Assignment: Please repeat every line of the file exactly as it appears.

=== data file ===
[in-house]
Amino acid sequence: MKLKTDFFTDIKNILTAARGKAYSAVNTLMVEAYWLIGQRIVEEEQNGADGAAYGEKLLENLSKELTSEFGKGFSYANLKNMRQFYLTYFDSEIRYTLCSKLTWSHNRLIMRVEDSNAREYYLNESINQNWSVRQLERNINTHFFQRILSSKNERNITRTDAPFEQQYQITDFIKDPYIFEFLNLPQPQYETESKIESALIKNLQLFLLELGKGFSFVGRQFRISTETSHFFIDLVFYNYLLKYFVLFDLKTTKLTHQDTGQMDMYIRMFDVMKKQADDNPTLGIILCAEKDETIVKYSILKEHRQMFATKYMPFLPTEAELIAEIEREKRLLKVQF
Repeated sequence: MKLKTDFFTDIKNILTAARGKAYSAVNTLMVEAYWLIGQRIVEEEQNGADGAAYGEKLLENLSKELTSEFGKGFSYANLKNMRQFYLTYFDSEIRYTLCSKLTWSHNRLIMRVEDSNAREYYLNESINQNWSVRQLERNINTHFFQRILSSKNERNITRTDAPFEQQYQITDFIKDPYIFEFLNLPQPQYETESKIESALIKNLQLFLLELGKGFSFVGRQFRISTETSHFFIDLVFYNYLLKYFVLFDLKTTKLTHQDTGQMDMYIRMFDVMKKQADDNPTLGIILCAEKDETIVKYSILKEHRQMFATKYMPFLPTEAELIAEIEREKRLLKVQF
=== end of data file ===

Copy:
[in-house]
Amino acid sequence: MKLKTDFFTDIKNILTAARGKAYSAVNTLMVEAYWLIGQRIVEEEQNGADGAAYGEKLLENLSKELTSEFGKGFSYANLKNMRQFYLTYFDSEIRYTLCSKLTWSHNRLIMRVEDSNAREYYLNESINQNWSVRQLERNINTHFFQRILSSKNERNITRTDAPFEQQYQITDFIKDPYIFEFLNLPQPQYETESKIESALIKNLQLFLLELGKGFSFVGRQFRISTETSHFFIDLVFYNYLLKYFVLFDLKTTKLTHQDTGQMDMYIRMFDVMKKQADDNPTLGIILCAEKDETIVKYSILKEHRQMFATKYMPFLPTEAELIAEIEREKRLLKVQF
Repeated sequence: MKLKTDFFTDIKNILTAARGKAYSAVNTLMVEAYWLIGQRIVEEEQNGADGAAYGEKLLENLSKELTSEFGKGFSYANLKNMRQFYLTYFDSEIRYTLCSKLTWSHNRLIMRVEDSNAREYYLNESINQNWSVRQLERNINTHFFQRILSSKNERNITRTDAPFEQQYQITDFIKDPYIFEFLNLPQPQYETESKIESALIKNLQLFLLELGKGFSFVGRQFRISTETSHFFIDLVFYNYLLKYFVLFDLKTTKLTHQDTGQMDMYIRMFDVMKKQADDNPTLGIILCAEKDETIVKYSILKEHRQMFATKYMPFLPTEAELIAEIEREKRLLKVQF